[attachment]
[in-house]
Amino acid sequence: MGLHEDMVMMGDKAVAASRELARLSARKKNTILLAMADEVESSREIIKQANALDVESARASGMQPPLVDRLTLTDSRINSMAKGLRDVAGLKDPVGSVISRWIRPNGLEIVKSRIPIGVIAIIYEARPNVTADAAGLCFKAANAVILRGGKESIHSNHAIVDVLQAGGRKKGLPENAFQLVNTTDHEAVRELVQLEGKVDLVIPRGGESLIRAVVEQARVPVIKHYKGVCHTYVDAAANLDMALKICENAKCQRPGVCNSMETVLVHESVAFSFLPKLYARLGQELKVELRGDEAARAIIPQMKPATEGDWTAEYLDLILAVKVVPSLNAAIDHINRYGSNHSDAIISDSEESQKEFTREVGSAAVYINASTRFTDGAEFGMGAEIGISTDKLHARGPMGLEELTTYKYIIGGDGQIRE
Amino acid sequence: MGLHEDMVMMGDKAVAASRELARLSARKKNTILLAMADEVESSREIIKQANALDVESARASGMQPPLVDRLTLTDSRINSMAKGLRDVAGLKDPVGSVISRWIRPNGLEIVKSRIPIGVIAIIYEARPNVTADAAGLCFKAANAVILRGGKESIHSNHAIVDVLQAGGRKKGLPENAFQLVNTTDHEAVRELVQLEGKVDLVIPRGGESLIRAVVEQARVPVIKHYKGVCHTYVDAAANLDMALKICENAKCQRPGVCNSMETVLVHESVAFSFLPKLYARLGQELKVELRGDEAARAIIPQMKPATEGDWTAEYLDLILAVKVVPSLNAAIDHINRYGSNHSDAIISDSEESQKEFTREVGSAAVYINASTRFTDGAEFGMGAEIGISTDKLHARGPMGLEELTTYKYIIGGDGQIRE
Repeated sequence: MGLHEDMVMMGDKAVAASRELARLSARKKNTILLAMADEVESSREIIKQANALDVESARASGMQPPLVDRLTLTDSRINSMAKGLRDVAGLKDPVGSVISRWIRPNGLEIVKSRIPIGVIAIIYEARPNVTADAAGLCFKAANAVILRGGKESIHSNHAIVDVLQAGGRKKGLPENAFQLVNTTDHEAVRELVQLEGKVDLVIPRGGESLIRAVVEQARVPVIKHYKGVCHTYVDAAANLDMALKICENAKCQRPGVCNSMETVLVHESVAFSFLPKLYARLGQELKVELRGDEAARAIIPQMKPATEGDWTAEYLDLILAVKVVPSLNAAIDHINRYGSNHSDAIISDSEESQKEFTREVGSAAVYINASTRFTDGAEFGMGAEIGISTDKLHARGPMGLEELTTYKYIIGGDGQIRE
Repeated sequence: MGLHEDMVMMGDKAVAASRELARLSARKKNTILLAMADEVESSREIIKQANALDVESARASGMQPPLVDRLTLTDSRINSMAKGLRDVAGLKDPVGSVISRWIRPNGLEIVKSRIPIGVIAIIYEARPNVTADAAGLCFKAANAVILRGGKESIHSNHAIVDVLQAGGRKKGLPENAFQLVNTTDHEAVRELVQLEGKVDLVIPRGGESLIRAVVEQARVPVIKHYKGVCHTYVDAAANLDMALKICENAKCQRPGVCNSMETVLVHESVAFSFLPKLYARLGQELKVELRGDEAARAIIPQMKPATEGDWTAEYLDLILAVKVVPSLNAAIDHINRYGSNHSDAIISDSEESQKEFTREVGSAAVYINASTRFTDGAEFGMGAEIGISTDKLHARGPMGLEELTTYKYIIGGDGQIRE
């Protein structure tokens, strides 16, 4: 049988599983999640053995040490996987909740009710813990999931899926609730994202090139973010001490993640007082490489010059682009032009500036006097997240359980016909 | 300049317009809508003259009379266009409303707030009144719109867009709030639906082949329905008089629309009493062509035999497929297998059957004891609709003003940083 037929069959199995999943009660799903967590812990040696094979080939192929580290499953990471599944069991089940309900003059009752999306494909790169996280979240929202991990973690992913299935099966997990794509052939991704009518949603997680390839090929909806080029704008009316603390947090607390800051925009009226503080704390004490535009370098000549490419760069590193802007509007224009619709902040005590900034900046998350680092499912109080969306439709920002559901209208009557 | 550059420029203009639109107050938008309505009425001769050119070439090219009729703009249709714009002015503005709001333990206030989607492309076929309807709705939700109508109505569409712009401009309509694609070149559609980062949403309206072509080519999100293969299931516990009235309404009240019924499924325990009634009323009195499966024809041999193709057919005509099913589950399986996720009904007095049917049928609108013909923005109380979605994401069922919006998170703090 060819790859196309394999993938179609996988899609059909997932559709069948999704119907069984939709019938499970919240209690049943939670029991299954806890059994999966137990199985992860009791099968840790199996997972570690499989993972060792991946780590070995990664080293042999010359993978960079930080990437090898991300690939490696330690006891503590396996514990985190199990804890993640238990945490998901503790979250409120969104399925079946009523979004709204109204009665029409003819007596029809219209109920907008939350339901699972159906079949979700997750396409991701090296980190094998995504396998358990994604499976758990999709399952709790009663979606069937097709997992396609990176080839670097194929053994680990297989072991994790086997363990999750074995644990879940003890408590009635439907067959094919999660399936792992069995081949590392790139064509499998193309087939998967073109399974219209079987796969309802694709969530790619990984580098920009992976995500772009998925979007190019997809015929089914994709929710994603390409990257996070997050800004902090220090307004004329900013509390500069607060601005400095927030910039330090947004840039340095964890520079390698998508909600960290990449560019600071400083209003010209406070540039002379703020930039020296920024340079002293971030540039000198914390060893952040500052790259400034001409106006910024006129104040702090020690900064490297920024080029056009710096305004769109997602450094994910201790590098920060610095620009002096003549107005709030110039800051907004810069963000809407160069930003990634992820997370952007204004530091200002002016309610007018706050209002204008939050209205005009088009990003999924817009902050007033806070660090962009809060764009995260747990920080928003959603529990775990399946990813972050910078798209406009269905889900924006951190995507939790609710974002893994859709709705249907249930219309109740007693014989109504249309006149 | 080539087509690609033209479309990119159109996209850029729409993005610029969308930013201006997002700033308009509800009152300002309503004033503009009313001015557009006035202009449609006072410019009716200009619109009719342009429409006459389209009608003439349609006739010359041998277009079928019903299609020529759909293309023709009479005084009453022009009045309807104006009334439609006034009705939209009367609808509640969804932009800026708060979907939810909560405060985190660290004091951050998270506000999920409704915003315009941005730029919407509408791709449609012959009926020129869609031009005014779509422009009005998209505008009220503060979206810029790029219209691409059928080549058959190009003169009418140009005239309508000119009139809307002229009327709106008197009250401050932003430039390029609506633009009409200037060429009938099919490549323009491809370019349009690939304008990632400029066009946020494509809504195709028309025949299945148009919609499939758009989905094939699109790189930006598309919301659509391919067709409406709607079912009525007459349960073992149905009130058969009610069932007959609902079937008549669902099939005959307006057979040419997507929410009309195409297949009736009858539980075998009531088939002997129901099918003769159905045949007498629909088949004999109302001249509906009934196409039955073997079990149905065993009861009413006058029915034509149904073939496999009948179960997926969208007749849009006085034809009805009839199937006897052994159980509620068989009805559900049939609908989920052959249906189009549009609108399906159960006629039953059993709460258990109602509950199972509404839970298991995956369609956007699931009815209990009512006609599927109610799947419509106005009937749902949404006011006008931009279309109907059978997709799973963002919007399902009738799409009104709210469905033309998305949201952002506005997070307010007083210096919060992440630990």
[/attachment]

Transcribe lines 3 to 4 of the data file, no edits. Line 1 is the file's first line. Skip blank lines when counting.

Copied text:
Amino acid sequence: MGLHEDMVMMGDKAVAASRELARLSARKKNTILLAMADEVESSREIIKQANALDVESARASGMQPPLVDRLTLTDSRINSMAKGLRDVAGLKDPVGSVISRWIRPNGLEIVKSRIPIGVIAIIYEARPNVTADAAGLCFKAANAVILRGGKESIHSNHAIVDVLQAGGRKKGLPENAFQLVNTTDHEAVRELVQLEGKVDLVIPRGGESLIRAVVEQARVPVIKHYKGVCHTYVDAAANLDMALKICENAKCQRPGVCNSMETVLVHESVAFSFLPKLYARLGQELKVELRGDEAARAIIPQMKPATEGDWTAEYLDLILAVKVVPSLNAAIDHINRYGSNHSDAIISDSEESQKEFTREVGSAAVYINASTRFTDGAEFGMGAEIGISTDKLHARGPMGLEELTTYKYIIGGDGQIRE
Repeated sequence: MGLHEDMVMMGDKAVAASRELARLSARKKNTILLAMADEVESSREIIKQANALDVESARASGMQPPLVDRLTLTDSRINSMAKGLRDVAGLKDPVGSVISRWIRPNGLEIVKSRIPIGVIAIIYEARPNVTADAAGLCFKAANAVILRGGKESIHSNHAIVDVLQAGGRKKGLPENAFQLVNTTDHEAVRELVQLEGKVDLVIPRGGESLIRAVVEQARVPVIKHYKGVCHTYVDAAANLDMALKICENAKCQRPGVCNSMETVLVHESVAFSFLPKLYARLGQELKVELRGDEAARAIIPQMKPATEGDWTAEYLDLILAVKVVPSLNAAIDHINRYGSNHSDAIISDSEESQKEFTREVGSAAVYINASTRFTDGAEFGMGAEIGISTDKLHARGPMGLEELTTYKYIIGGDGQIRE